We are nothing more than a mosaic of our stories, an encapsulation of lived experiences. Cinema has the power to gather people and for 120 minutes it allows us a glimpse of what is, could be, or has been. There is an undeniable magic.
In a recent Zellan Interview episode, Semagngeta Aychiluhem ‘Kiya’ the founder of Guzo Films, a production company based in Addis Abeba shares the transformative power of film. As a self taught filmmaker, his inspiration is the raw need to tell everyday stories through a new lens. Armed with childhood inspirations of cinema, he is defining success in his own terms- embolden the youth to find their own paths.
True to Kiya’s sentiment, should we not strive to influence, galvanise, educate, and motivate, change in this industry? While filmmaking is a genre of art with a potentially high impact on our society, we believe that this potential remains partly unexplored in Ethiopia, yet another casualty of untapped promise.
The obvious homogeneity of the industry is not frowned upon when failing to take on the responsibility to teach us skills and values instead of being mostly stuffed for entertainment. In any creative and artistic practices, we must be accountable to build the next generation of thinkers.
When ignorance and single-minded mentality is a nest for instability and conflict, cinema and arts in general act as anti-bodies fighting the sickness, especially in an environment with an inadequate education system like Ethiopia.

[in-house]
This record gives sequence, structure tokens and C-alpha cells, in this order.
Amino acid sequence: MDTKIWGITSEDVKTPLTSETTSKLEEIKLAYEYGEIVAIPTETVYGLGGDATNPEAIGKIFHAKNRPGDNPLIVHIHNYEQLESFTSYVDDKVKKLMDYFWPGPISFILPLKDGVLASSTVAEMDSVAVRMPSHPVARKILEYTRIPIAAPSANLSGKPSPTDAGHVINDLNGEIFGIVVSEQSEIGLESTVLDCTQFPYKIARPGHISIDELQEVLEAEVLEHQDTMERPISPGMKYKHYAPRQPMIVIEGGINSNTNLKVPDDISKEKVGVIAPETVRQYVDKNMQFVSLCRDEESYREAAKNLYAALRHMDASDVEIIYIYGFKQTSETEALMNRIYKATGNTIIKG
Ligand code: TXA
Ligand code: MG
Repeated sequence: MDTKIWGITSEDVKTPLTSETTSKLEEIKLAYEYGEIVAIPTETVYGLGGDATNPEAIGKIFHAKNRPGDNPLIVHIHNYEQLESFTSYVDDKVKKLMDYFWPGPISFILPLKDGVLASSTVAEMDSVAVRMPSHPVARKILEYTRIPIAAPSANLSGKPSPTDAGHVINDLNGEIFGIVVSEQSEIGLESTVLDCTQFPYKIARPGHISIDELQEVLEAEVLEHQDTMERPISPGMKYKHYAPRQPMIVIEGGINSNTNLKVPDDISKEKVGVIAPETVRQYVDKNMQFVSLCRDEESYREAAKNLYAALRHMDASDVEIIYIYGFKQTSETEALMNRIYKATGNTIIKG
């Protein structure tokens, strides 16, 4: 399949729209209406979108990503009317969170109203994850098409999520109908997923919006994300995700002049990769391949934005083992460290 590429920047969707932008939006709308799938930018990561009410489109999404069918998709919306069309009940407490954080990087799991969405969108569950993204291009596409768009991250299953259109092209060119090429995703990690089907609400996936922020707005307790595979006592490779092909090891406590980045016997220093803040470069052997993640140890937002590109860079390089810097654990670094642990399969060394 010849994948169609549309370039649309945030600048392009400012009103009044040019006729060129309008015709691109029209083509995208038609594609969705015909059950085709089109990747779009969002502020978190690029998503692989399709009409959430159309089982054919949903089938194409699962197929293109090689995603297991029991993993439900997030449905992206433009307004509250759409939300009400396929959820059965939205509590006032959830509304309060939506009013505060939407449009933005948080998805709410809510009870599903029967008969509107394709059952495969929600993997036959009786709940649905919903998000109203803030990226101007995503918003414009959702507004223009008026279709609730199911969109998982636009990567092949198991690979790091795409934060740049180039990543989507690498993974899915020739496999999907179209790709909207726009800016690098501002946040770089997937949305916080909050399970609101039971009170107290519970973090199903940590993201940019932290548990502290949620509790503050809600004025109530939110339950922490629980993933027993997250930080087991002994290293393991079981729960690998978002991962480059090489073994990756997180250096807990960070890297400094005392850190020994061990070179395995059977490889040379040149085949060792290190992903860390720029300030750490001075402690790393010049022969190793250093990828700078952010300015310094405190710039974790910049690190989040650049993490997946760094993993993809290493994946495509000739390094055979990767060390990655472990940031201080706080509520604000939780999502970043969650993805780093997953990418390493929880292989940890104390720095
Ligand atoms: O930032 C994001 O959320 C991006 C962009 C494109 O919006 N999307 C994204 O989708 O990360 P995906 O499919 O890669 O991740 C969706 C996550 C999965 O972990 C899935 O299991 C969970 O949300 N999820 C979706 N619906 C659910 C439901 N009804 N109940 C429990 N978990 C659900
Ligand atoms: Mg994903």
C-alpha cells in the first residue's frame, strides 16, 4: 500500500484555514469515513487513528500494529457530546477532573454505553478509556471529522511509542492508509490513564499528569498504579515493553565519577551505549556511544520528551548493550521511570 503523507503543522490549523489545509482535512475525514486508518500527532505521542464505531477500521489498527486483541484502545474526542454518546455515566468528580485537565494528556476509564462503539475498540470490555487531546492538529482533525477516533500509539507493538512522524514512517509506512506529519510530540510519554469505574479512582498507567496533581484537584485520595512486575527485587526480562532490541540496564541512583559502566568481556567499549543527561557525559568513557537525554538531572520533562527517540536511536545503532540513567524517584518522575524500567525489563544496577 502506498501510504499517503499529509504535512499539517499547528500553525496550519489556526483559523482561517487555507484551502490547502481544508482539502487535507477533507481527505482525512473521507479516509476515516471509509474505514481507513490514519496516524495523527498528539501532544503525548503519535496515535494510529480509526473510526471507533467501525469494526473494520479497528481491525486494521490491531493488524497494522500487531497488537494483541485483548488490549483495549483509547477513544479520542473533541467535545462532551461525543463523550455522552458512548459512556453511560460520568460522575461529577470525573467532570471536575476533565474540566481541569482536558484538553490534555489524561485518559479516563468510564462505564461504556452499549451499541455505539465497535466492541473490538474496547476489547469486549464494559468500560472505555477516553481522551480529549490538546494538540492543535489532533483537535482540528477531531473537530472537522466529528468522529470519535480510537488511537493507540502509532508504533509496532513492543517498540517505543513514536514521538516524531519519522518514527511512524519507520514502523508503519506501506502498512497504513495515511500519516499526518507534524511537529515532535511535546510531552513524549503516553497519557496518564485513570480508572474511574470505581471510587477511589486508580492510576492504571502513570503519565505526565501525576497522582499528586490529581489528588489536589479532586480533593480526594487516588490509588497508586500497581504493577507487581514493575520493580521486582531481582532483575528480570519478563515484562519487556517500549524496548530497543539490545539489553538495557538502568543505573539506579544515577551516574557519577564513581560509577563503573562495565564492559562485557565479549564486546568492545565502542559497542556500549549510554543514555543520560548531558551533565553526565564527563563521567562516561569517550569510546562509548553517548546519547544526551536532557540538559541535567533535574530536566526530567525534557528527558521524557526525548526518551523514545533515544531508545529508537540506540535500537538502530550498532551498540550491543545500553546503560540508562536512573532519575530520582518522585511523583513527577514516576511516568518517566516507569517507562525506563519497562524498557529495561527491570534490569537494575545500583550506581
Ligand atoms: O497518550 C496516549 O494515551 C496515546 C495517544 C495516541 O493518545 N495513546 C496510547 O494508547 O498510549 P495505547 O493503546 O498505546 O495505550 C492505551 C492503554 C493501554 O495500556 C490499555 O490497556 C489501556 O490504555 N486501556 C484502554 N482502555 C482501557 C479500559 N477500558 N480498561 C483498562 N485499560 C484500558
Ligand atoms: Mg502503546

Victor Hugo, the famous French poet who once lived in Harar said: “The human head: cultivate it, water it, fecundate it, enlighten it, moralize it, use it; you won’t have to cut it”. In the same way, Hollywood, Bollywood and the many other industries of cinema use their voice for something greater than a sound bite, a forgettable copy, we can do so much more.
The artistic tool of filmmaking with a capacity of shaping the society is actually influenced by it. And the implications run deep: The Ethiopian cinema industry is one of the most feminist in the world with a ratio of women filmmakers and professionals piercing the roof in comparison to other countries. But while women hold up half the sky it leaves us perplexed as to why Ethiopian movies are still overflowing with prejudices and misconceptions towards the role and dormant capability of women. In the same way, dark skin roles are always lesser than light skin ones. These issues that should belong to another era of our past are still plaguing us while abundantly rubbing off and staining the films we locally produce, as they indoctrinate a new generation with learnt bias.
This unrecognized potential leaves us wondering: What place is left for the ones with a message to share? Why are our movies not representatives of our contemporary identity? And if the film industry does not serve Ethiopia at its fullest potential, who does it serve?